What I Read in November 2020

I only managed two Le Carre books in November. I don’t know that I will ever get back to my pre-law school pace.

The Spy Who Came In From the Cold

John Le Carre

I think this, or maybe Tinker, Tailor, Soldier, Spy, is Le Carre’s most famous work. I see why this one is so well regarded. Alec Leamas is in charge of a spy ring in divided Germany. When his last active agent is killed, Leamas is called back to London. However, he is approached by higher ups at the Circus to take on one last mission, posing as a disaffected former agent and infiltrating the other side to take down a long-standing nemesis.

Leamas is an old operator who thinks he knows how amoral his business is, but he really doesn’t. He is contrasted with other characters who are either more idealistic than he is, or more pragmatic and amoral. Leamas’s actions are amoral, but he still believes in his cause. But as the mission goes on, he starts to doubt that. If his actions, and the actions of Control and the Circus, are the actions of the good guys, how good can they be. The whole thing comes in under 300 pages and packs a lot into it. It is really good and gives the reader a lot to chew on.

The Looking Glass War

John Le Carre

This one is brutal. It is a comedy of sorts, with a decrepit, failing spy organization bumbling into an apparent mission and having to activate the machinery of running a spy operation for the first time since WWII. The head of the organization is still caught up in an interagency rivalry with another British spy organization, the Circus of many Le Carre books, but seemingly unaware of how little his group can accomplish. The closest thing to a real protagonist is John Avery, a newcomer to the agency with no real skills or experience. They’ve had reports of Soviets amassing weapons in Germany, and the man they sent to retrieve pictures of the site has turned up dead. After a mission to retrieve his body doesn’t go well, they decide to activate a German speaking field agent from the war to go and take a look himself.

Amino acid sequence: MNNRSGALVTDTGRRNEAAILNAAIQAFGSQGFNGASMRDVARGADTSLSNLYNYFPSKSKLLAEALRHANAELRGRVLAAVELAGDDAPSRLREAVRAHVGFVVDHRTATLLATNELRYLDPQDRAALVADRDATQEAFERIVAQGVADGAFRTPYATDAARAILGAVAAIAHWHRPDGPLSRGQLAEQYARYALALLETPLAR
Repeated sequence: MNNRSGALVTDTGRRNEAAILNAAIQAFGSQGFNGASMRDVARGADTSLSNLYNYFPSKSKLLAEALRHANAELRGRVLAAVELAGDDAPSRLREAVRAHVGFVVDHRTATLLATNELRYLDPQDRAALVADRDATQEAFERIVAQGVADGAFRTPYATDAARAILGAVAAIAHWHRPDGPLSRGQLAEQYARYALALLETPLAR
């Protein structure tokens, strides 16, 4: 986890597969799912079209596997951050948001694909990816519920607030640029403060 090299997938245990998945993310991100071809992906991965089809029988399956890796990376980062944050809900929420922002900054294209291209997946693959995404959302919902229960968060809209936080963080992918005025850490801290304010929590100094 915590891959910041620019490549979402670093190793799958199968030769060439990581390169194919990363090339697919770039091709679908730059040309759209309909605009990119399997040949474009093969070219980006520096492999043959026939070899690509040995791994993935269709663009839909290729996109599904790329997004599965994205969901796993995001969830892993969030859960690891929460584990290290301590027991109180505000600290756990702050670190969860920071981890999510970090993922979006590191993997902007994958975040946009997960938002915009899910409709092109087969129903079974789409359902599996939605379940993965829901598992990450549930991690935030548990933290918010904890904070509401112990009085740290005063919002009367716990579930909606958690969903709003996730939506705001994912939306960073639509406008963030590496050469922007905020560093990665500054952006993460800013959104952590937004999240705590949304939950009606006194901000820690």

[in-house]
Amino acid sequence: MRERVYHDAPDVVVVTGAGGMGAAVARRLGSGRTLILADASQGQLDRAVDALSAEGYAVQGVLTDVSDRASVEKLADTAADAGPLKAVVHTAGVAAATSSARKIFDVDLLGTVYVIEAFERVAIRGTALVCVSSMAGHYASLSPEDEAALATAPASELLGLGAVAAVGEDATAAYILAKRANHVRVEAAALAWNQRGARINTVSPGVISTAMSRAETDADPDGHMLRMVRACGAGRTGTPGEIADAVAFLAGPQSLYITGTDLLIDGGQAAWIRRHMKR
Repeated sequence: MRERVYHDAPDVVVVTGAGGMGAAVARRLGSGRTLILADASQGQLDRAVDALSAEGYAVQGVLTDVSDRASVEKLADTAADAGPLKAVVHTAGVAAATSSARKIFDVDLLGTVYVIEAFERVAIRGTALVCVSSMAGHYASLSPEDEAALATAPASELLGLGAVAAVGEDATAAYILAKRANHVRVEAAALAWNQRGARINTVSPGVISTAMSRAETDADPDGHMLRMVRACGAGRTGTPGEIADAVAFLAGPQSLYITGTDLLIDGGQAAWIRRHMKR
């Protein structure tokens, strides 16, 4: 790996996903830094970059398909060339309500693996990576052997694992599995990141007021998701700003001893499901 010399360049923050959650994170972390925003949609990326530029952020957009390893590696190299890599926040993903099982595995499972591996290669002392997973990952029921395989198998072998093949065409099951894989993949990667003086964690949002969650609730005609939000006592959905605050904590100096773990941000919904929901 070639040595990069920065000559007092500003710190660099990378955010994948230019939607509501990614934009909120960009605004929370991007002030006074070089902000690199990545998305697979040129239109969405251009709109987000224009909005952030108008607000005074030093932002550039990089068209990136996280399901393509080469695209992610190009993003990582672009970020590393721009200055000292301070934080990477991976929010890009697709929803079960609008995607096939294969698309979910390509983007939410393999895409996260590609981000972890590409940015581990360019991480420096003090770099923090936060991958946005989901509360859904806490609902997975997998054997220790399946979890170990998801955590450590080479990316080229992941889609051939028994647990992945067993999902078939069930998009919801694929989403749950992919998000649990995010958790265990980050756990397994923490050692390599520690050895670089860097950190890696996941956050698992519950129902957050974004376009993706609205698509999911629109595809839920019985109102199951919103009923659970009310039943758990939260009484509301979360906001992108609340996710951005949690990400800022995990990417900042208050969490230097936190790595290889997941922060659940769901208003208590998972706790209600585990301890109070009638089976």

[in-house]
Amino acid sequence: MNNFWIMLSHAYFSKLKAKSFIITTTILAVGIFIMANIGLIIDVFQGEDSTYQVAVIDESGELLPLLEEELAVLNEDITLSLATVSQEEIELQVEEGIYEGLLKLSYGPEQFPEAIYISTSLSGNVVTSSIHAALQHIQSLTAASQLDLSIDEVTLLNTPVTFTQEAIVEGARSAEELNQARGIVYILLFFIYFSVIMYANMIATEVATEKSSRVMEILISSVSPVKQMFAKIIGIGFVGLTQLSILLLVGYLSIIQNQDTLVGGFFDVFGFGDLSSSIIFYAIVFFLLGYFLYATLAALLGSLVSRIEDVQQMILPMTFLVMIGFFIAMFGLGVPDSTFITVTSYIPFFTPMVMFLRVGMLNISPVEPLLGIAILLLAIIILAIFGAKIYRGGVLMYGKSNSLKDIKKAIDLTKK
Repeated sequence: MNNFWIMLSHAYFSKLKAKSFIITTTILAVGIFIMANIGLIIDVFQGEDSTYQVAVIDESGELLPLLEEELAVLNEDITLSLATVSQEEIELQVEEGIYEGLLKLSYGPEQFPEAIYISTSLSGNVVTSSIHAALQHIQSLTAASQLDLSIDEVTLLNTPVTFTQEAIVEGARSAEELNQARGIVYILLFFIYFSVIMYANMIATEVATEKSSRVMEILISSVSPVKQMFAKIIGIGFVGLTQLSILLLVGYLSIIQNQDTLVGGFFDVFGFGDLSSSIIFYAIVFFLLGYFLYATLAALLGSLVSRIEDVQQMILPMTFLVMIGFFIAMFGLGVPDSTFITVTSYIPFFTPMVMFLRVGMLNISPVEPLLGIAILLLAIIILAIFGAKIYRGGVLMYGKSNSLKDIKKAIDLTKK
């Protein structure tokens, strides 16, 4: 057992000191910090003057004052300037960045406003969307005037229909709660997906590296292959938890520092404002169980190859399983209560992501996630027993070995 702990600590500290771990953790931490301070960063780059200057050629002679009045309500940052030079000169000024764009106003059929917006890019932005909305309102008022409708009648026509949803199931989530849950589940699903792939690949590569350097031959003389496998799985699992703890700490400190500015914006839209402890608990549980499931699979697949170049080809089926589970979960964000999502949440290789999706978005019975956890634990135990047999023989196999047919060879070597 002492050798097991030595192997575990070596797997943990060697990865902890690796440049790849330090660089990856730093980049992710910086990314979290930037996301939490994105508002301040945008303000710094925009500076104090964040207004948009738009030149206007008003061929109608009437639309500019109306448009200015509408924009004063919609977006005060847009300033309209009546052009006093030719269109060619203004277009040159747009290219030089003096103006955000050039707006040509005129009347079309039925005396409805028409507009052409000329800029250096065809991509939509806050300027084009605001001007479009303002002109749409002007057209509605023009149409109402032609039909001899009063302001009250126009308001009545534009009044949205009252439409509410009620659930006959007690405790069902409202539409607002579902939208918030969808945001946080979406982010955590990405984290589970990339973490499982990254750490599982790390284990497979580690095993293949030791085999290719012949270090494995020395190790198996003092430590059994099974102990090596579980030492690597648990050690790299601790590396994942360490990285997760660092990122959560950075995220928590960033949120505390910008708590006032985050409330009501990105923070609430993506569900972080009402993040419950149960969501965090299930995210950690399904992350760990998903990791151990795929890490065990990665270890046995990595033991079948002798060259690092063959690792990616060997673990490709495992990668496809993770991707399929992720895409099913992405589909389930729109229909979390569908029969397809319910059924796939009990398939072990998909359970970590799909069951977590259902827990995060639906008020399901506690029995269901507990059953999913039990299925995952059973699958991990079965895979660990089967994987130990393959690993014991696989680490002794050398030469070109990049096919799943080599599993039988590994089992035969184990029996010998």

The whole thing is a comedy of errors. Everyone just wants one last, or first, chance at glory. There is no real evidence that the lead they are chasing is anything at all; it is all a waste. The first thing Leiser, the agent, does is kill someone, essentially ruining the mission as it starts. The whole thing is a mass of failure and incompetence from the jump. Yet still, Le Carre makes the reader feel something. You do start to care for Avery; he doesn’t really accomplish anything, but he is trying very hard. But he’s too green and too unskilled to recognize how futile everything is. When it gets to the end, your sympathies are with him as it all goes awry.

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